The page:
One thousand lightbulbs

Quantified self through little fill-in boxes

Except for a period of about eighteen months in my early twenties, I’ve generally been a bit sceptical of the whole quantified self movement. In theory, sure: it can be useful to know some hard facts about how you make your way through your day, week, or year. But in practice I suspect that most people, if faced with every measurable facet of their lives, would change exactly nothing.

And yet we persist in quantifying our lives. Perhaps it’s part of our obsession with optimisation and squeezing the value out of every minute of the day. Perhaps it’s because numbers, like lists, give us a way to escape our thoughts about death.

Making zines with pdfjam

The past few weeks, I’ve been looking at zines in a new light. I’ve always liked the idea of printing out little books at home, but given we’re all trapped indoors right now, it seems like a great time to do a little craft activity.1

I got interested in a more-then-theoretical way thanks to “writer who draws” Austin Kleon, who posted this post on making an eight-page zine from a single sheet of A4 paper, but then he posted this video from autumnthing on how to make a fourteen-page zine, and it blew me away:

Making a colour palette pseudo-package in R

Late last year, I got sick. Stuck at home, I had nothing to do, and I decided to amuse myself by making a colour palette package in the R programming language. The goal of this package was to make it as easy as possible to use a pre-defined colour palette in data visualisation.

While I tend not to use this in its package form in my day-to-day, a lot of the functions I go into in this article get copied-and-pasted from project to project. One of these days I’ll have enough time to package them up properly and get them into our local library, and then I’ll never have to type a hex code in ever again.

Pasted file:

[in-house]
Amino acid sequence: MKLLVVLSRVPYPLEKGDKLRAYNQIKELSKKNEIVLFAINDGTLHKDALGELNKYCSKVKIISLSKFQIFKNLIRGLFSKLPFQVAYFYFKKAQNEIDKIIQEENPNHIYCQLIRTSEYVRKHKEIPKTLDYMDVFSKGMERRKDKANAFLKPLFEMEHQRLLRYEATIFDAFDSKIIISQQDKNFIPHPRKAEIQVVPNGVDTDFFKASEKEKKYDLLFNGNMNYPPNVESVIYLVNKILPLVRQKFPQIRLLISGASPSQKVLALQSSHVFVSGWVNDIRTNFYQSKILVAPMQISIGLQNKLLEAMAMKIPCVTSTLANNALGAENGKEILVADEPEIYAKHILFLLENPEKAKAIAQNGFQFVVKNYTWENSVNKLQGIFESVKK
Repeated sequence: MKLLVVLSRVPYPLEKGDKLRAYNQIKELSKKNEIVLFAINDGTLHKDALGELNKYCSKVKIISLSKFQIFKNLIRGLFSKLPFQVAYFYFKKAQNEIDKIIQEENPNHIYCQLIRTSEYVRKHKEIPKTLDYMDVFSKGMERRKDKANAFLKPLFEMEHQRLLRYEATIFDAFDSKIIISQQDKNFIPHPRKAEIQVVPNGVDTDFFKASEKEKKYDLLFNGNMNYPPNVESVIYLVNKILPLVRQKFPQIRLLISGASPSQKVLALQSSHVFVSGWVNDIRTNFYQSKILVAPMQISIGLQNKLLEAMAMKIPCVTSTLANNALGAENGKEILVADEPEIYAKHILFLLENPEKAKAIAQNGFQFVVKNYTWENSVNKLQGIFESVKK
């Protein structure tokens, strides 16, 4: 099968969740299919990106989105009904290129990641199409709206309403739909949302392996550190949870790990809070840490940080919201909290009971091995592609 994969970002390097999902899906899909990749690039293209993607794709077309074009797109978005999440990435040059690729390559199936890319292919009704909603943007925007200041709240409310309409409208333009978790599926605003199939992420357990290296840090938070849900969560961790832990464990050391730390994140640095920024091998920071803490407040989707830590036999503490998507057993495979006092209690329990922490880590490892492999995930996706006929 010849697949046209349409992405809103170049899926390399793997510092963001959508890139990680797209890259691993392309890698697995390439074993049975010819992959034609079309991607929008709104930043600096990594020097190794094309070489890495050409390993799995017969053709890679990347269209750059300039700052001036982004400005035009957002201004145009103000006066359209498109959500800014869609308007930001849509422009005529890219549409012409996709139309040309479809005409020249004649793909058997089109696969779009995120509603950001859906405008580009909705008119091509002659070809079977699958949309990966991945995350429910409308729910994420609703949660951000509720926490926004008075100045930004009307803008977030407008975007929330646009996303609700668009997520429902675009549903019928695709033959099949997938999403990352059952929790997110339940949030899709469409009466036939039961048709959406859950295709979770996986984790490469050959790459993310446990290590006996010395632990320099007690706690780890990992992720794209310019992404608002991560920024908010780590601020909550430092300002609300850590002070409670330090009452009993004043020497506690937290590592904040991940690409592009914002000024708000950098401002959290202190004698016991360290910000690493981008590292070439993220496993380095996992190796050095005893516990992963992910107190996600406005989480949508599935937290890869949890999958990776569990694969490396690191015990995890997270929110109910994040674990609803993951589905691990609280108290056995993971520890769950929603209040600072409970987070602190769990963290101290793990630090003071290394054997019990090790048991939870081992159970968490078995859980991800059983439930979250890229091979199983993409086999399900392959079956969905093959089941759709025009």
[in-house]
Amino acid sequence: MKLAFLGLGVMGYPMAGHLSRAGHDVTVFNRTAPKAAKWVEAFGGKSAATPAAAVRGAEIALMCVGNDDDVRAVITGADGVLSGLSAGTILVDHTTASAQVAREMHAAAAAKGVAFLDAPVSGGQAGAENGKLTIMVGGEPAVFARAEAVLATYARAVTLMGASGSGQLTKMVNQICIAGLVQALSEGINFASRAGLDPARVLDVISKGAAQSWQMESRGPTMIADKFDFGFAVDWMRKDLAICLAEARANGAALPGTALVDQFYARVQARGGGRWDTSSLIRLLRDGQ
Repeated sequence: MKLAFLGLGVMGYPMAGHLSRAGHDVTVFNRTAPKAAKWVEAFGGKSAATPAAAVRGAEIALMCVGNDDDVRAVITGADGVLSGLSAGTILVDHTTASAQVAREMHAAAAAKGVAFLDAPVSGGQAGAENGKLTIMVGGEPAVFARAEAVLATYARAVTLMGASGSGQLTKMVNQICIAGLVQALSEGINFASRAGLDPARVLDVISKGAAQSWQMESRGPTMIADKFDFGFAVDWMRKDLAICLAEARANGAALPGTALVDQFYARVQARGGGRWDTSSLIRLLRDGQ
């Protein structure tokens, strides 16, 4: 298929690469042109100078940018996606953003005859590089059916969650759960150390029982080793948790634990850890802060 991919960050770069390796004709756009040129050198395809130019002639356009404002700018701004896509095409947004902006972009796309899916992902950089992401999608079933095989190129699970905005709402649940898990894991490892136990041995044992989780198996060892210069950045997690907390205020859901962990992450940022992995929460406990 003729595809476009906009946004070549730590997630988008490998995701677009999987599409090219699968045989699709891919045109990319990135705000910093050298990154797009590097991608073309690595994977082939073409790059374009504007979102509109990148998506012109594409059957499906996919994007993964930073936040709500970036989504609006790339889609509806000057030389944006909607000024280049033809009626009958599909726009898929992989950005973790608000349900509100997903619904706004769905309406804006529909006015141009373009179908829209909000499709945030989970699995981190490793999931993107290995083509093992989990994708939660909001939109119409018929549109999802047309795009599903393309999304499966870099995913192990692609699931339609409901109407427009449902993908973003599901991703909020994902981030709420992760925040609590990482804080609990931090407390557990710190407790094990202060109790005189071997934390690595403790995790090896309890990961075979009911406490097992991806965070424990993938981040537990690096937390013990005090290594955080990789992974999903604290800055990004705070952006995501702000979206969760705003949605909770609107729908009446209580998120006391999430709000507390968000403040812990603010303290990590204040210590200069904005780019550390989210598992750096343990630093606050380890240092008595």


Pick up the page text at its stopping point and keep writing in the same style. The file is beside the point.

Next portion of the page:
A pear tree

Right outside the study in our house, there’s a pear tree. Technically, it’s our pear tree, although it was here when we bought the property and odds are it’ll be there when we leave, so I find it hard to put any notion of ownership on it, like somehow we’re a superset of it just because we can sign paperwork.

The pear tree is visible from the study window. In fact, when you look out one window it’s virtually impossible to miss. It’s like that window was built specifically to frame the tree - and again, given the relative age of the two, it’s entirely possible that this was the case.

Hacking Dream Askew for custom one-shots

About halfway through my last Society of Dreamers game, we found ourselves derailed: one of our characters (mine, for what it’s worth) was plucked from 19th-century Vienna and stranded in the Land of the Dead, and the rest of the party had to spelunk the world beyond to find her. As a group, we decided that we wanted this hunt to be far greater than just one or two scenes handled within the framework of Society of Dreamers. In fact, this little venture felt far different in tone from the campaign as a whole. So I decided to make a little minigame for the group, using Avery Alder’s Dream Askew as a base.

Stakeholder analysis and Larp faction-building

Stakeholder identification and analysis is a technique you might come across in white-collar work. Its purpose is to help you identify and characterise all the other people who have a stake in your work (in other words, your “stakeholders”), whether they happen to like or hate you, whether they hold power over you, or you hold it over them. It’s the kind of thing you’ll often see in business or government settings where there’s lots of people with vaguely related (but not completely parallel) goals.